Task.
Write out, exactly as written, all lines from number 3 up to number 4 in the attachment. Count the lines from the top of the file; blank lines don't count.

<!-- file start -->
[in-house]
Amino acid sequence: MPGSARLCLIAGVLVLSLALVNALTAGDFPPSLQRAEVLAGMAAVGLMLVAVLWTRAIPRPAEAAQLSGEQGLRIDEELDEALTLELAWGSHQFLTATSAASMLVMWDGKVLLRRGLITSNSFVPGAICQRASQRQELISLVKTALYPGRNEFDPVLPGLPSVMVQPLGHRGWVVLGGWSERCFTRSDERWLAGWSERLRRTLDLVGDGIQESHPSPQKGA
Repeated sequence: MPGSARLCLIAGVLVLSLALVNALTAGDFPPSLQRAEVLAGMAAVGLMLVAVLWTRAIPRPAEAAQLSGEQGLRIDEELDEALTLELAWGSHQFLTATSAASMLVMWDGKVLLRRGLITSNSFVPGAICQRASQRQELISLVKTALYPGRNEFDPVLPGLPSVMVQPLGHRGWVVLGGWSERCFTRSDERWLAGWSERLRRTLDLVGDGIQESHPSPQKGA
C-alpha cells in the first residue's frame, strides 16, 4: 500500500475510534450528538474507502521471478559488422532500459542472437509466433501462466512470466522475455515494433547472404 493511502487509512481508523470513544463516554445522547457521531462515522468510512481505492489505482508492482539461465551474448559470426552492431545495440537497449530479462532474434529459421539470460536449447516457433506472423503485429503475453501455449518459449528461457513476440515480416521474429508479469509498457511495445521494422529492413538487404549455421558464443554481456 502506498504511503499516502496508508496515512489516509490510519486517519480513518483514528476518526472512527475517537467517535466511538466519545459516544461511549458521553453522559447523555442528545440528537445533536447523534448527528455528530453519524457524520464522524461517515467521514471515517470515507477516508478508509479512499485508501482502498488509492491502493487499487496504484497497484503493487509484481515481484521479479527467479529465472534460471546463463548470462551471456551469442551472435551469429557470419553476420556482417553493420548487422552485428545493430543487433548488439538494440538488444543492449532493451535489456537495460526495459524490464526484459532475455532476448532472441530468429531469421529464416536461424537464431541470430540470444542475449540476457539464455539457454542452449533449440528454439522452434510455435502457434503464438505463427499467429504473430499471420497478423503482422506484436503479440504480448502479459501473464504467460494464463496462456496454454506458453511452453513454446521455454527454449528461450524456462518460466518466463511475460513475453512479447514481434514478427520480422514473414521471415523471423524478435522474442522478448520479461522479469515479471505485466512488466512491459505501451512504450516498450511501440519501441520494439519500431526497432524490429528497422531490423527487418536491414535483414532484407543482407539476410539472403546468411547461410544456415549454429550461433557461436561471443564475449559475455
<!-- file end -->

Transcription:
Repeated sequence: MPGSARLCLIAGVLVLSLALVNALTAGDFPPSLQRAEVLAGMAAVGLMLVAVLWTRAIPRPAEAAQLSGEQGLRIDEELDEALTLELAWGSHQFLTATSAASMLVMWDGKVLLRRGLITSNSFVPGAICQRASQRQELISLVKTALYPGRNEFDPVLPGLPSVMVQPLGHRGWVVLGGWSERCFTRSDERWLAGWSERLRRTLDLVGDGIQESHPSPQKGA
C-alpha cells in the first residue's frame, strides 16, 4: 500500500475510534450528538474507502521471478559488422532500459542472437509466433501462466512470466522475455515494433547472404 493511502487509512481508523470513544463516554445522547457521531462515522468510512481505492489505482508492482539461465551474448559470426552492431545495440537497449530479462532474434529459421539470460536449447516457433506472423503485429503475453501455449518459449528461457513476440515480416521474429508479469509498457511495445521494422529492413538487404549455421558464443554481456 502506498504511503499516502496508508496515512489516509490510519486517519480513518483514528476518526472512527475517537467517535466511538466519545459516544461511549458521553453522559447523555442528545440528537445533536447523534448527528455528530453519524457524520464522524461517515467521514471515517470515507477516508478508509479512499485508501482502498488509492491502493487499487496504484497497484503493487509484481515481484521479479527467479529465472534460471546463463548470462551471456551469442551472435551469429557470419553476420556482417553493420548487422552485428545493430543487433548488439538494440538488444543492449532493451535489456537495460526495459524490464526484459532475455532476448532472441530468429531469421529464416536461424537464431541470430540470444542475449540476457539464455539457454542452449533449440528454439522452434510455435502457434503464438505463427499467429504473430499471420497478423503482422506484436503479440504480448502479459501473464504467460494464463496462456496454454506458453511452453513454446521455454527454449528461450524456462518460466518466463511475460513475453512479447514481434514478427520480422514473414521471415523471423524478435522474442522478448520479461522479469515479471505485466512488466512491459505501451512504450516498450511501440519501441520494439519500431526497432524490429528497422531490423527487418536491414535483414532484407543482407539476410539472403546468411547461410544456415549454429550461433557461436561471443564475449559475455